Here’s an update to my Jan. 7 product review of the Pilot Metropolitan. Before giving it an across-the-board favorable review, I wanted to see how it would do after sitting idle for a period of time. Although all fountain pens have to be used regularly to keep them flowing well, I’ve discovered that some can be left idle longer than others.
To test how the Metropolitan idles, I filled it with water-soluble Diamine Denim ink on Jan. 3, and I stopped using it on Jan. 5. Stored upright (nib pointing up), it sat in a cup on my desk untouched for 14 days. Yesterday I pulled the cap off and put the nib to paper – and it worked immediately from the first stroke as smoothly as ever. I kept writing for a page in my journal, and it never missed a beat. By comparison, I’ve had some Lamys filled with water-soluble Diamine inks sit idle for far less than two weeks – probably no more than a week – and they sometimes take a while to get flowing again. (Results have varied. The pen? The ink? I’d have to do a more controlled testing than I have patience for to know for sure.)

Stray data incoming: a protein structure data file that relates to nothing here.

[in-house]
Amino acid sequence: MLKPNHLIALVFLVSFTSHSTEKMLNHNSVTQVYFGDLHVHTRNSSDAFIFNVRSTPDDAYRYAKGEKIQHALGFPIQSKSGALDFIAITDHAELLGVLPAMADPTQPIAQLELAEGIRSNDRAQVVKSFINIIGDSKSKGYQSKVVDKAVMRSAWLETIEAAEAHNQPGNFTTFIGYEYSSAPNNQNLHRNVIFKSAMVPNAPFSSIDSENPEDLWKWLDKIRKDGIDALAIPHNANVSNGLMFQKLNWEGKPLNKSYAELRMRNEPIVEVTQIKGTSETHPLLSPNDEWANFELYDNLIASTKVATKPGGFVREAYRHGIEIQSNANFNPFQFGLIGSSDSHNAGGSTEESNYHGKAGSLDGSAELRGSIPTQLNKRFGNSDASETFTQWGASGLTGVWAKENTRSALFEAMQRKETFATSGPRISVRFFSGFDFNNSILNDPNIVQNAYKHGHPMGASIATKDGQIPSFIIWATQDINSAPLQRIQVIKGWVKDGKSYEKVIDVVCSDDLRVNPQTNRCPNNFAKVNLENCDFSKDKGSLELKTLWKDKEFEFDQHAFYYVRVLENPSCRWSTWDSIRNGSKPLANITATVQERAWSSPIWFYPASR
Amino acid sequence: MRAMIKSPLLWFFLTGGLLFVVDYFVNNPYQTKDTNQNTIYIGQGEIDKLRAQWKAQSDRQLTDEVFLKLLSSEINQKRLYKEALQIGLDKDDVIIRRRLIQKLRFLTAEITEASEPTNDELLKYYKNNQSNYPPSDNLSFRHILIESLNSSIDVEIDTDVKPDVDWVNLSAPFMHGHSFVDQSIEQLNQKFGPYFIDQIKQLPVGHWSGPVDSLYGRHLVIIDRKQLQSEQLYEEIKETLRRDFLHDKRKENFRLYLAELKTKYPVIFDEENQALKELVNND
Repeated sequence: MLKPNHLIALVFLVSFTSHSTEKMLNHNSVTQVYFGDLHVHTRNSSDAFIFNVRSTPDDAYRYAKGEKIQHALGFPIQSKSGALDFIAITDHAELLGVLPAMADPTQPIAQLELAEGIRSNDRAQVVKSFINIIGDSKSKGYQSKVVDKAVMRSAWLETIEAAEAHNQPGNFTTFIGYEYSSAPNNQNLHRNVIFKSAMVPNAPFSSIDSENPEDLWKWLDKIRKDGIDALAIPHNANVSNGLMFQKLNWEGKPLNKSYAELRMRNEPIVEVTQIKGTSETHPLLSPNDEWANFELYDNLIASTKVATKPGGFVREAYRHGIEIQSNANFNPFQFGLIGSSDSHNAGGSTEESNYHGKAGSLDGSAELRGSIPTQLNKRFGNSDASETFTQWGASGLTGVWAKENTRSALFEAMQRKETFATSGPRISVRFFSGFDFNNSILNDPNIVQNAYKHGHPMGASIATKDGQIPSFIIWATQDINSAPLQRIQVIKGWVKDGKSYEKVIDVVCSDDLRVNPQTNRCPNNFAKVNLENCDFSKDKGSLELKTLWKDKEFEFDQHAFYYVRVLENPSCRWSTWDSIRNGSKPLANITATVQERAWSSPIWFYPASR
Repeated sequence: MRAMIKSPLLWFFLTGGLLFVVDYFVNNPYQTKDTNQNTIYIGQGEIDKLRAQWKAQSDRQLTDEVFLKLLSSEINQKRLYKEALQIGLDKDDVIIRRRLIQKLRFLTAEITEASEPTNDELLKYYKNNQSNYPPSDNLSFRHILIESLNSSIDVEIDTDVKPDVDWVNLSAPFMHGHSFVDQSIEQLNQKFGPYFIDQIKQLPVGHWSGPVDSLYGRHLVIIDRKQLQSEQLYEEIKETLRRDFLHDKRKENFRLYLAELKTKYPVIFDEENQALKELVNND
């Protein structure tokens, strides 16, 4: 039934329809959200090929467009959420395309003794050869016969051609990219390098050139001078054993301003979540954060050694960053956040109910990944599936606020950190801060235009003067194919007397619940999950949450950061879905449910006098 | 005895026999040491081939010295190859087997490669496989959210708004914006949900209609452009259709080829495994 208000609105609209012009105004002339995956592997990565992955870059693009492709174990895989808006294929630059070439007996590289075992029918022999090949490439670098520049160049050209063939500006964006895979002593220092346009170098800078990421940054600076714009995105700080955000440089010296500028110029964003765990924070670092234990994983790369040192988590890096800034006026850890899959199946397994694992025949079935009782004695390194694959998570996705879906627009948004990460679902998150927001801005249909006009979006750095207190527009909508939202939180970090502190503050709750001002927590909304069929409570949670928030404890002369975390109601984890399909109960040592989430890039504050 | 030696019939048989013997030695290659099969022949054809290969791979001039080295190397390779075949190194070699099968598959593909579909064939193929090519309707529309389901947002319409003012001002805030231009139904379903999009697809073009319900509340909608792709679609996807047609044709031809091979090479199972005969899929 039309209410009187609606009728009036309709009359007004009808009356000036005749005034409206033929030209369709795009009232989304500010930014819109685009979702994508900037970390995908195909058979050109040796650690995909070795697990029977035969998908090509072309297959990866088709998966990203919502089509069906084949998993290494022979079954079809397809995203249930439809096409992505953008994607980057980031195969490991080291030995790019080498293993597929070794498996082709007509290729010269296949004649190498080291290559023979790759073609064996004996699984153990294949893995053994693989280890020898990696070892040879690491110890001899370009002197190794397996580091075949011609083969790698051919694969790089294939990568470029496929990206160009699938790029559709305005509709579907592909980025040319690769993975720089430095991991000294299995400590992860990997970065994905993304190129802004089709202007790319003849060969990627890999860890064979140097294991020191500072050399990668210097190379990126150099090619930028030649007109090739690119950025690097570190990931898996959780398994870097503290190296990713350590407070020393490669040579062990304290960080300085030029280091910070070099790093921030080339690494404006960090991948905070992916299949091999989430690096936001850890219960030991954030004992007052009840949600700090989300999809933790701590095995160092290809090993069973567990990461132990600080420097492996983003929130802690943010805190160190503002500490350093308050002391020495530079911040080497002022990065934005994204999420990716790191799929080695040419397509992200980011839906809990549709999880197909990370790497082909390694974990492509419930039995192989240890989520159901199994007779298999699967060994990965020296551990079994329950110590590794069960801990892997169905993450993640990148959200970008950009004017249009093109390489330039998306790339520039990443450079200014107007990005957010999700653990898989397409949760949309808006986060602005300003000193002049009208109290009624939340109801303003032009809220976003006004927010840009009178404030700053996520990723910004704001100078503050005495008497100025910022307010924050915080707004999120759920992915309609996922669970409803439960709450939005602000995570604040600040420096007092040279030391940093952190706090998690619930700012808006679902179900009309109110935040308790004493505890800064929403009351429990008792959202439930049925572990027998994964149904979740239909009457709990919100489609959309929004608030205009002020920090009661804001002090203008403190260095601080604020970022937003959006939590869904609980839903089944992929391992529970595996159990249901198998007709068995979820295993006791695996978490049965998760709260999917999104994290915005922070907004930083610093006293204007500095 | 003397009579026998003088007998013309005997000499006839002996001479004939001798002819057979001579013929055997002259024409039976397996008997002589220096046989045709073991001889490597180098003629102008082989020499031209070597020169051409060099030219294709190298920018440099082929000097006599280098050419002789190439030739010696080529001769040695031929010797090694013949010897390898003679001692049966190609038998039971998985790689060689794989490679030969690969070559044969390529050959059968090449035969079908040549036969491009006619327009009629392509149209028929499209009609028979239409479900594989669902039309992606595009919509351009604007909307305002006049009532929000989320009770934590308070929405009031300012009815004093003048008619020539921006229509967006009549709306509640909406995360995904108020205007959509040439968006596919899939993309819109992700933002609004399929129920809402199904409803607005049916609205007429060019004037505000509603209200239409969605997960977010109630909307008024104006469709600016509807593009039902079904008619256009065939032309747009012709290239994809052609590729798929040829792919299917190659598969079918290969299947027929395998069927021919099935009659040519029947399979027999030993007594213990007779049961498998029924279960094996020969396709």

Results might be quite different with a waterproof ink like my favorite Platinum Carbon. I rarely go as long as even a week without using Platinum Carbon, so it would be an unusual circumstance to let it idle that long. But I’m curious, so I’ll try another test soon: Fill the Pilot Metropolitan with Platinum Carbon and leave it idle for two weeks.
I have a feeling the Pilot Metropolitan might kick the Lamy off my top 10!
Edited 2/7/14: On Jan. 24, I filled both my Pilot Metropolitan and my Lamy Vista with waterproof Platinum Carbon ink. Today, 14 days later, both pens were clogged and skippy when I first tried to write with them. I tried holding a wet paper towel against the nibs for a bit and wiping any ink off. The Lamy required a complete nib flushing to get it flowing properly again. But the Metro was flowing smoothly again after only the paper towel wipe. As I mentioned earlier, it’s unlikely that I would go two weeks without using Platinum Carbon, so this was mostly a theoretical test, but the results are interesting nonetheless.